My All England win in 1980 was a turning point for Indian badminton. When we talk of Indian history, we talk of pre and post-independence periods. Similarly, we could probably divide Indian badminton into the pre-1980 and post-1980 eras.
But immediately after I won in London, I did not realise the importance of it. I thought it was just another victory. I thought a few close relatives, a few friends and family would be happy.
When I had won the Commonwealth Games gold (in 1978) some 20-30 people had come to the airport to receive me. I thought it would be something similar this time, maybe 10-15 people more. But I was not aware that it had become front-page news back home. That had never happened in the past for a sport like badminton.
I was given a State welcome in Bangalore. In those days, such a reception was reserved only for important State guests. It was a pleasant surprise. People had lined up right from the old airport all the way till the Vidhana Soudha. The Chief Minister (Gundu Rao) himself was waiting to receive me. I was brought in an open jeep. Even now, people who are in their 60s or 70s say, ‘We were watching on the road and waving at you when you went.’ It’s all very nostalgic.
On the morning of the final, I was my normal self, no pressure, no stress. I was not sure whether I would win or not. I had just won the Danish Open and the Swedish Open. Liem Swie King had not played those two. He wanted to be fresh so he came directly to the All England. I had played him a few times before and never beaten him. In fact I had lost easily. So he was definitely the hot favourite.
I was not expecting anything. The only thing I decided was that I would not make it easy for him. When I first went on the court and knocked a little, I was feeling good. I was in good shape. I knew I’d be able to give him a good fight. I was not sure of what the final outcome would be.
Unfortunately, nobody from India has won the All England since Gopi Chand (in 2001), but we’ve had so many other good victories. We’re there. We’ve beaten all the top players. It’s just a matter of time. I would advise the players not to take additional pressure. Just go out and play. Going forward, I don’t think we’ll have to wait this long for another All England title because things have changed. Between 1980 and 2001, the federation didn’t really make use of the opportunity. It was a missed opportunity. But now the game has grown. The kind of coverage, the kind of infrastructure that exists now is such that even if someone wants to stop the growth, it won’t be possible. Indian badminton is growing on its own. There’s so much talent now. Whatever is required for the growth and development of the game, it is there: government support, corporate support, media coverage, visibility etc.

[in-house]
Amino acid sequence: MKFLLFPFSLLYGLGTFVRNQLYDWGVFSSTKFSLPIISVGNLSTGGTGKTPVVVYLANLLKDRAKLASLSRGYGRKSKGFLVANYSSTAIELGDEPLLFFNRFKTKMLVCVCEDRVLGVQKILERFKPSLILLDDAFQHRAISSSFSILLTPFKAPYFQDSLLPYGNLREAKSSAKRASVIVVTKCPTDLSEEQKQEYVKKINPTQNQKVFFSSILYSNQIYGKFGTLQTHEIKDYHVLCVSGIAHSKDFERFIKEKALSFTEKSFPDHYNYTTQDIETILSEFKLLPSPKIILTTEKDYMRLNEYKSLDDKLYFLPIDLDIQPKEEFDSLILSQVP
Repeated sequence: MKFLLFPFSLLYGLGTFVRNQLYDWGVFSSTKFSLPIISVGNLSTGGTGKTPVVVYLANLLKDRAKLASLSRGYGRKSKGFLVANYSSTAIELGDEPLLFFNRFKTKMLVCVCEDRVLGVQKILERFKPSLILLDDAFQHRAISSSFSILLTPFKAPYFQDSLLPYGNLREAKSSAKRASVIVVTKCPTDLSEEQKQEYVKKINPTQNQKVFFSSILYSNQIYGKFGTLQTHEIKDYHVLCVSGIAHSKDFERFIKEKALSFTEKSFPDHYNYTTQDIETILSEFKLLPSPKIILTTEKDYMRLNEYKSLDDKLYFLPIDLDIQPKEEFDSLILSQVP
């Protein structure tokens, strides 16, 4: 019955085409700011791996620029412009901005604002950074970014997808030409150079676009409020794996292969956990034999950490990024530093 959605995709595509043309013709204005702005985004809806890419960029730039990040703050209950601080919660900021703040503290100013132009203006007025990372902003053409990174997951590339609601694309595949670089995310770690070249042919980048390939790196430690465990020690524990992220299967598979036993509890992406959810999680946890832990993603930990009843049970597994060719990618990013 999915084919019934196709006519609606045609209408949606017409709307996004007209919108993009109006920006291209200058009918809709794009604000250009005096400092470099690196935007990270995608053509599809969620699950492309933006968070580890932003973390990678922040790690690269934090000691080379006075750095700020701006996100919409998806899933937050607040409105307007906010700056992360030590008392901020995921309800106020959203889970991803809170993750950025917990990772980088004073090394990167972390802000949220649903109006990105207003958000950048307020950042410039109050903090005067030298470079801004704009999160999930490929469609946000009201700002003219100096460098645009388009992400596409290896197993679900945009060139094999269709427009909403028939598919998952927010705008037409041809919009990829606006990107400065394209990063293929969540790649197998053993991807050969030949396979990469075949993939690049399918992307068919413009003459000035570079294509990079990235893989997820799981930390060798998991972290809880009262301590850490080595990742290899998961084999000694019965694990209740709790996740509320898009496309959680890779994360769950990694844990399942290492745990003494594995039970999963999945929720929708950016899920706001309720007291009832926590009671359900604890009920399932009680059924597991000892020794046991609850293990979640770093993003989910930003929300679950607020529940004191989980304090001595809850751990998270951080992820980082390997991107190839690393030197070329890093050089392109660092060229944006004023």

Does the All England mean as much to today’s players as it did to those of my era? That you have to ask the players themselves. I’m sure it definitely will not mean the same it meant in the 1980s. Because then badminton was not in the Olympics, and the Worlds were once in three years. There was no Super Series as such. Only a few important events were there, like the Danish, Malaysian and Indonesian Opens. In some way when you have more tournaments, the importance of certain events does get diluted. If you lose in one tournament, then next week there is one more, the week after there’s another. Which was not the case 20-30 years back.
Each loss really hurt the players of our time. I don’t think that happens now because there are so many more opportunities. With the Worlds held every year and badminton being in the Olympics, All England may not hold the same value. But it’s definitely an important tournament.
I feel if I were playing today, I would have adapted my style of play to today’s needs. The tendency for people is to think, ‘Would he have survived now?’ Generally, my view is that champions, in any sport in any era, succeeded because they found out what was good at that time. It doesn’t mean that if I or anybody were to play now, we’d play exactly the same way we played in the 1980s or the 1970s.
We would have adapted to what was required and found a way to win. It’s not just me. It applies to any sport. I would still have made use of my strengths. I would probably have been much stronger physically. I would maybe have had a more powerful smash, moved faster, but at the same time used all my skills, my deception. I don’t know how it would have evolved. But I would have found a way. If you could do it at that time, you can do it anytime.
As told to Shreedutta Chidananda
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